Reference
Long, C. P. (2011, July 21). Collaborative research in philosophy. Retrieved from http://www.personal.psu.edu/cpl2/blogs/cplportfolio/2011/07/collaborative-research-in-phil.html
Last week I attended the 2011 Learning Design Summer Camp at Penn State University and led a small group discussion for the classroom of the future session. Having just attended the Hyper-Public Symposium at Harvard University and written about private and public learning spaces, I facilitated a discussion around the hyper-public learning space. I define hyper-public as complete openness, similar to a person that is followed around by paparazzi. This post provides an overview of the small group discussion and ideas. 

Using Laurent Stalder's notion of thresholds: "when do you begin to be in the building?", I gave an example of a high threshold: Penn State's Pattee Library (Slide 2 of Preso below), and low threshold: the Seattle Public Library (Slide 3 of Preso below). 


The steps and brick walls of the Pattee Library provide a boundary in a way that a person must make an effort to enter the building. There must be prior intent to enter the building. On the other hand, the design of the Seattle Public Library's auditorium invites a person to participate in a lecture/presentation without having planned for it. The Rolex Learning Center at the EPFL in Lausanne, Switzerland is a great example of a hyper-public learning space, a space that invites someone in and provides a high level of openness (Slide 4 of Preso above). The following video link provides a glimpse into the design of the space from SANAA, the architecture team that designed the center: Video of the Design of the Rolex Learning Center

A hyper-public learning space is a space that actively encourages interaction. The design of the space invites participants. In the Rolex Learning Center, the design concept is learning as a social enterprise. That is, learning is an inherently social activity, and the design of the learning center provides an opportunity to engage and learn with others. In the video of the Rolex Learning Center (link above), the architects explain how the physical spaces are based around organic movement. The curves in the design of the center enable people to avoid collisions. The architects are proud of the space and want to be in the space, but what do students say? Our small group decided that before we can use the Rolex Learning Center as a model for a hyper-public design in our own community, we need to know if students want to be in the space. Are students using it in the ways the architects imagined? Moreover, is the color white for walls, floors, furniture too much? Too stark?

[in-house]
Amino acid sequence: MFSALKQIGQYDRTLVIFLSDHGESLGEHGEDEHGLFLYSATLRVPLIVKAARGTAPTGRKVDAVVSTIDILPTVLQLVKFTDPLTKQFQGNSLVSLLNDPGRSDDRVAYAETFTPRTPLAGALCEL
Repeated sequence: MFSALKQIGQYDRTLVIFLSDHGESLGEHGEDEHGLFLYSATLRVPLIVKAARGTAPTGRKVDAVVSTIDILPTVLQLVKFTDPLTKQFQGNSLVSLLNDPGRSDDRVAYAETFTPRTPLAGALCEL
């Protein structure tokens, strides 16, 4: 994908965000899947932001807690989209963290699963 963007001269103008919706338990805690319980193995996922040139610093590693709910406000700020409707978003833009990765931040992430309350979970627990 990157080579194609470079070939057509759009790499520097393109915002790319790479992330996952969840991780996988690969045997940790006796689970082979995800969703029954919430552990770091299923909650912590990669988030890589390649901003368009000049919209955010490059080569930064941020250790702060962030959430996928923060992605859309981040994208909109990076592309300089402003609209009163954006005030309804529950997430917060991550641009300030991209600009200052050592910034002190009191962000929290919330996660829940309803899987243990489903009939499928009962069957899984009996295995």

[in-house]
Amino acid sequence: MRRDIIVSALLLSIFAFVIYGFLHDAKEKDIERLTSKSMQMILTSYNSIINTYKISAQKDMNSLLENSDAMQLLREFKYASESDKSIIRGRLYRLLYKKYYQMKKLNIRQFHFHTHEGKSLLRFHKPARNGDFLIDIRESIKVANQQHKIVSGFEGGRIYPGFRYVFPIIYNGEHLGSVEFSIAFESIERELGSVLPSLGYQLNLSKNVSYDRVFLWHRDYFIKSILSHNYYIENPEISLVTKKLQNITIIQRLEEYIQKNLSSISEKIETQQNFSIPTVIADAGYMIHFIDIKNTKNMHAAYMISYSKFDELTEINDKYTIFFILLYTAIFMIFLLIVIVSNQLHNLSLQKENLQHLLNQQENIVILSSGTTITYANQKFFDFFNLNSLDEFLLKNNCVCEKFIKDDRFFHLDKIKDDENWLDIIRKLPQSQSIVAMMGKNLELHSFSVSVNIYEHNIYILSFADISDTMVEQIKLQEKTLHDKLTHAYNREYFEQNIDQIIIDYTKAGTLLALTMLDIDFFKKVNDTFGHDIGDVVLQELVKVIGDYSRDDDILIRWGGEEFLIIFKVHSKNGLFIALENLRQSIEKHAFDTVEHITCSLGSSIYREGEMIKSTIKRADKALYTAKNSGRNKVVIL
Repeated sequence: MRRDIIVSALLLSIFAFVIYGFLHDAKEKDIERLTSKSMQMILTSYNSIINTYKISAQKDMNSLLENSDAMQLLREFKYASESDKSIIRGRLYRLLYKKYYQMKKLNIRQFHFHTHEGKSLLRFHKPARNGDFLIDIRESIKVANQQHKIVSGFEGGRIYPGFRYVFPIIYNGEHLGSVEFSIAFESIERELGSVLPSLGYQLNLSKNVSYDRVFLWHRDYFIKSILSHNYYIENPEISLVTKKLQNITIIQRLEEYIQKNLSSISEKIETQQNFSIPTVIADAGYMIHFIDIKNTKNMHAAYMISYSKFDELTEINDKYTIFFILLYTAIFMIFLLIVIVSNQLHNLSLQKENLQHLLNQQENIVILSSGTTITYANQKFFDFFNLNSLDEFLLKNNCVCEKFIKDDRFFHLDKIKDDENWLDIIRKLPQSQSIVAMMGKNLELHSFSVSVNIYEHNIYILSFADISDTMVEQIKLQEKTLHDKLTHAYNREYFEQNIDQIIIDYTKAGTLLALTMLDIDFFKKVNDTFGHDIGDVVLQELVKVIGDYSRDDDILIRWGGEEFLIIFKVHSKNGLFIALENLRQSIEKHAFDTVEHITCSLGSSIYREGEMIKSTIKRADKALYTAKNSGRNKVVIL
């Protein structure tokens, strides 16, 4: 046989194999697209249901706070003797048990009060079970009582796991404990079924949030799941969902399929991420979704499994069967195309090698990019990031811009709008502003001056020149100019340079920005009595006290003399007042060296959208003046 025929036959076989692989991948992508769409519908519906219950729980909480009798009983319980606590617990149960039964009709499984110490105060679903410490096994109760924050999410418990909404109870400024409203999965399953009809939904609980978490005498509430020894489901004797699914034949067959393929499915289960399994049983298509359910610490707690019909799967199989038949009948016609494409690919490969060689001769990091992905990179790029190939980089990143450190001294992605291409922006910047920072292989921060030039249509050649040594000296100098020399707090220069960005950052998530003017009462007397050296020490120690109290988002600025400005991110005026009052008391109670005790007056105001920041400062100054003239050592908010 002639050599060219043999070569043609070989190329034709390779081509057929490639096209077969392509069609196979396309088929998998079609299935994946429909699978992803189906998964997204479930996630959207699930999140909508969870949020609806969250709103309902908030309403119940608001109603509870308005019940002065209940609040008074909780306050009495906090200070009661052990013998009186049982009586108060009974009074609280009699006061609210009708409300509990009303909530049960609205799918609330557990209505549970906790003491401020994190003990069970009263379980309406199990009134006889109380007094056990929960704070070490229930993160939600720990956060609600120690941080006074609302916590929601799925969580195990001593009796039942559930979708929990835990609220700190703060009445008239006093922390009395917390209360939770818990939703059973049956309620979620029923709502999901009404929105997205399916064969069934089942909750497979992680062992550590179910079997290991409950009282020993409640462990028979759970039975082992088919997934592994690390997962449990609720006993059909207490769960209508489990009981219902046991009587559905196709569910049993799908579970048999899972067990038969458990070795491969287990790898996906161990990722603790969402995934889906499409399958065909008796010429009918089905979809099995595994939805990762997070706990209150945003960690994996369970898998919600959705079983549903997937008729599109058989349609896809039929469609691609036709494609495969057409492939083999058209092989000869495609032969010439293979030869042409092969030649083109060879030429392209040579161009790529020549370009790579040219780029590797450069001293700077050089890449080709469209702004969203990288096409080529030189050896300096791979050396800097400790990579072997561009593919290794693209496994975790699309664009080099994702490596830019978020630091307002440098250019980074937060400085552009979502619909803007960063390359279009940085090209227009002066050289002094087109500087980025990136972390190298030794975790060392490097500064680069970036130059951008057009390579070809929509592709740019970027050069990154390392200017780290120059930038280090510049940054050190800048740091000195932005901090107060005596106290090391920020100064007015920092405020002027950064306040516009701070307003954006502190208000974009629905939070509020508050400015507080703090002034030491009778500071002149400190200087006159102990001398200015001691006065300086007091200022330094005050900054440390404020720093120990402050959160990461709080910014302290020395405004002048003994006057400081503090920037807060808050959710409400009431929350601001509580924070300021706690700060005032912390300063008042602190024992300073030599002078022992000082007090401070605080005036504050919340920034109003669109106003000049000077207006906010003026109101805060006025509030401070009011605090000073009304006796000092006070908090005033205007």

More important than the design of the walls, curves, and colors of a space, are the affordances of the objects within a space. Possible examples of affordances of objects are wheels on tables that allow students to move the tables to meet their needs, monitors/computers mounted on walls instead of tables so tables can be moved, couches instead of chairs in back of classrooms so outside students/people feel invited to sit in on class discussions, and pods that allow students to project their laptops onto wall monitors during group work. In the East Quad at the University of Michigan, learning spaces feature many of these objects and affordances. The following slideshow presents a glimpse of the learning spaces: 


These spaces change the concept of privacy in the classroom. Inviting outside students/people to sit in the back of class on a sofa during regular class activities is radically different than traditional notions of higher education. Is it possible to have our students unlearn their notions of a classroom so they will use and feel comfortable in these hyper-public spaces? Same question for faculty? Or are these spaces too radical?